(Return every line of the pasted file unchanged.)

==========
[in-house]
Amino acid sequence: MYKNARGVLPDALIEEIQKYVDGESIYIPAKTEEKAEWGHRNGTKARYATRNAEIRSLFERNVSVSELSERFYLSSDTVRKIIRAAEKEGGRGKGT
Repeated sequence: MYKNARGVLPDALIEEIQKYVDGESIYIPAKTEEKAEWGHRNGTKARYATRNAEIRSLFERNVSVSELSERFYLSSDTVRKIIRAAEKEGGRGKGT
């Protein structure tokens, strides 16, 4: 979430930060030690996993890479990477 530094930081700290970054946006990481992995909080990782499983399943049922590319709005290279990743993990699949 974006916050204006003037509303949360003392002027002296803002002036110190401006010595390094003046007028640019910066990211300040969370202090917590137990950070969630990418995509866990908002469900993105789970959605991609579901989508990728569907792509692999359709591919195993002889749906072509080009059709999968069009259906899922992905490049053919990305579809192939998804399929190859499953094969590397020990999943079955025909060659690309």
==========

[in-house]
Amino acid sequence: MYKNARGVLPDALIEEIQKYVDGESIYIPAKTEEKAEWGHRNGTKARYATRNAEIRSLFERNVSVSELSERFYLSSDTVRKIIRAAEKEGGRGKGT
Repeated sequence: MYKNARGVLPDALIEEIQKYVDGESIYIPAKTEEKAEWGHRNGTKARYATRNAEIRSLFERNVSVSELSERFYLSSDTVRKIIRAAEKEGGRGKGT
């Protein structure tokens, strides 16, 4: 979430930060030690996993890479990477 530094930081700290970054946006990481992995909080990782499983399943049922590319709005290279990743993990699949 974006916050204006003037509303949360003392002027002296803002002036110190401006010595390094003046007028640019910066990211300040969370202090917590137990950070969630990418995509866990908002469900993105789970959605991609579901989508990728569907792509692999359709591919195993002889749906072509080009059709999968069009259906899922992905490049053919990305579809192939998804399929190859499953094969590397020990999943079955025909060659690309």